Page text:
LOUISVILLE, Ky. (AP) - At least 36 current and former educators- most of them Democrats - highlight state legislative races in Kentucky eight months after thousands of public school teachers closed nearly two dozen districts to protest changes to the pension system by the Republican-dominated legislature.
Republicans won a majority in the state House of Representatives in 2016 for the first time in nearly 100 years. The GOP then pushed through bills allowing charter schools and making changes to the struggling retirement system for teachers, moving all new hires into a hybrid system. Thousands of teachers responded by marching on the Capitol, and dozens more filed to run for office in what Democrats hope is a "blue wave" heading into the 2019 governor's race.
"I'm tired of just, people who never stepped foot in a classroom since they left in high school deciding what's best for classrooms," said Emily Sullivan, a 27-year-old elementary school teacher in Georgetown, Kentucky. She voted for Democrat Jenny Urie, a high school history teacher who is challenging Republican state Rep. Phillip Pratt in district 62.
Republicans have pushed back, arguing Kentucky's pension system is among the worst funded in the country. Since Republican Gov. Matt Bevin took office, the legislature has pumped billions of dollars into the struggling Kentucky Teachers Retirement System. System administrators noted the $2 billion appropriation over the next two years fully funds the annual required contribution "for the first time in more than a decade."
"I don't understand why they are so angry about that," said Mike Strickland, a 46-year-old engineer who lives in Georgetown and voted for Pratt. "They get so angry over nothing. They think the world is coming to an end."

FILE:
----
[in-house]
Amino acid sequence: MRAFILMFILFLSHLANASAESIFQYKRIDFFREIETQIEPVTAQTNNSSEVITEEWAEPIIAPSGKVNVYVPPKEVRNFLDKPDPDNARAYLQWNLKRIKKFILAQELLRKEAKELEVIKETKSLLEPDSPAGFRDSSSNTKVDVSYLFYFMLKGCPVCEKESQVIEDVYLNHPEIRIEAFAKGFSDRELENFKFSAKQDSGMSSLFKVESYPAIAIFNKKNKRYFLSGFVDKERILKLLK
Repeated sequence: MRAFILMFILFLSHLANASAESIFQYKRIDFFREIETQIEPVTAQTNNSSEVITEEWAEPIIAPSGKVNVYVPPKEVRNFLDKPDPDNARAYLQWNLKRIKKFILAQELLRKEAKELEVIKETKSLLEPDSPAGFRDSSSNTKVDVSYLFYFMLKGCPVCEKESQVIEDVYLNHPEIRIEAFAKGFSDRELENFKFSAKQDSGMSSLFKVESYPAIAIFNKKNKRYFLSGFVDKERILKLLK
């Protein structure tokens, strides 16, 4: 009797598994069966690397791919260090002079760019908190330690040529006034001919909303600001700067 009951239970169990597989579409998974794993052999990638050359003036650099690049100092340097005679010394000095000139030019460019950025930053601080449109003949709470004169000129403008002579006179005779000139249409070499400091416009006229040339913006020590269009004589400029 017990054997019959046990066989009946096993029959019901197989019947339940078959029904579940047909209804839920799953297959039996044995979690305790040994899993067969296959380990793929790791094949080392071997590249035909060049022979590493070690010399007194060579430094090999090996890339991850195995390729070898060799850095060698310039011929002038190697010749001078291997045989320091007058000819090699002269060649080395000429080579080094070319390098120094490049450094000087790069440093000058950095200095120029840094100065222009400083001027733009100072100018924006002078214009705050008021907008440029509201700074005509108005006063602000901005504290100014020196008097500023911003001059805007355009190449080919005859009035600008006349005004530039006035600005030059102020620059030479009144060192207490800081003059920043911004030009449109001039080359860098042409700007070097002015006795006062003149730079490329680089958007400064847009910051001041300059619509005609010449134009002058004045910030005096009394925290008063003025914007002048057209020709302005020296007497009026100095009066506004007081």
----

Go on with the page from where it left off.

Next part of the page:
The National Education Association says nearly 1,800 educators are on the ballot in state legislative races across the country. Momentum for teacher candidates started in West Virginia, when teachers there went on strike to secure pay raises from the state legislature. Other protests followed in Kentucky, Arizona and Oklahoma.
Most of the educator candidates are Democrats. But in Republican-dominated Kentucky, the GOP has seen its own teacher backlash. In May, high school math teacher R. Travis Brenda defeated state House Majority Floor Leader Jonathan Shell in the Republican primary. Brenda is facing Democrat Mary Renfro, a member of the Madison County School Board.
Democrats still have more registered voters than Republicans in Kentucky. But Republicans have made massive registration gains since President Donald Trump took office, adding 72,029 voters since January 2017 while Democrats have added 1,167. But anger over the teacher pension issue convinced Mike Armstrong, who says he is usually a reliable Republican voter, to vote for Democrat Cathy Carter in Harrodsburg. Carter is a retired teacher running against Republican incumbent Kim King in district 55.
"She's going along with what teachers need," he said.